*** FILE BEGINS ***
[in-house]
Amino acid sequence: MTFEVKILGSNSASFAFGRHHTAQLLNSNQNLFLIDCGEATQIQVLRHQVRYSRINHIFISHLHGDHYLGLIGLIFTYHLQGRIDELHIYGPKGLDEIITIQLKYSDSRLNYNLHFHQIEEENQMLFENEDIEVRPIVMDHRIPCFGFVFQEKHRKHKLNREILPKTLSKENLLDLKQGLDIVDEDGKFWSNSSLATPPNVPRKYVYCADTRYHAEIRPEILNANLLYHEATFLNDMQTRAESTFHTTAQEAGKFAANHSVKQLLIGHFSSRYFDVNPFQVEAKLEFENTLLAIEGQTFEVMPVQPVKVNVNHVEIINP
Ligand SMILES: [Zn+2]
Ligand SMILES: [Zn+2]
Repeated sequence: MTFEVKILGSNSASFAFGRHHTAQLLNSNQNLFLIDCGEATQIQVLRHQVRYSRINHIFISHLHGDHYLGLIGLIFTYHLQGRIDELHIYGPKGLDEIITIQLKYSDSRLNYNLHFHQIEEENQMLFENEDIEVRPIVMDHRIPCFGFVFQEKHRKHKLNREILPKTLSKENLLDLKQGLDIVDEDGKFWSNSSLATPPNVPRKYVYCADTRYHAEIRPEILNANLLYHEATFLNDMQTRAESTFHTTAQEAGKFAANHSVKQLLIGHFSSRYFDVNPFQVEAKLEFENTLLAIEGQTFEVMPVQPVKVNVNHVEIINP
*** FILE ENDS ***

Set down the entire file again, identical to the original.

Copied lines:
[in-house]
Amino acid sequence: MTFEVKILGSNSASFAFGRHHTAQLLNSNQNLFLIDCGEATQIQVLRHQVRYSRINHIFISHLHGDHYLGLIGLIFTYHLQGRIDELHIYGPKGLDEIITIQLKYSDSRLNYNLHFHQIEEENQMLFENEDIEVRPIVMDHRIPCFGFVFQEKHRKHKLNREILPKTLSKENLLDLKQGLDIVDEDGKFWSNSSLATPPNVPRKYVYCADTRYHAEIRPEILNANLLYHEATFLNDMQTRAESTFHTTAQEAGKFAANHSVKQLLIGHFSSRYFDVNPFQVEAKLEFENTLLAIEGQTFEVMPVQPVKVNVNHVEIINP
Ligand SMILES: [Zn+2]
Ligand SMILES: [Zn+2]
Repeated sequence: MTFEVKILGSNSASFAFGRHHTAQLLNSNQNLFLIDCGEATQIQVLRHQVRYSRINHIFISHLHGDHYLGLIGLIFTYHLQGRIDELHIYGPKGLDEIITIQLKYSDSRLNYNLHFHQIEEENQMLFENEDIEVRPIVMDHRIPCFGFVFQEKHRKHKLNREILPKTLSKENLLDLKQGLDIVDEDGKFWSNSSLATPPNVPRKYVYCADTRYHAEIRPEILNANLLYHEATFLNDMQTRAESTFHTTAQEAGKFAANHSVKQLLIGHFSSRYFDVNPFQVEAKLEFENTLLAIEGQTFEVMPVQPVKVNVNHVEIINP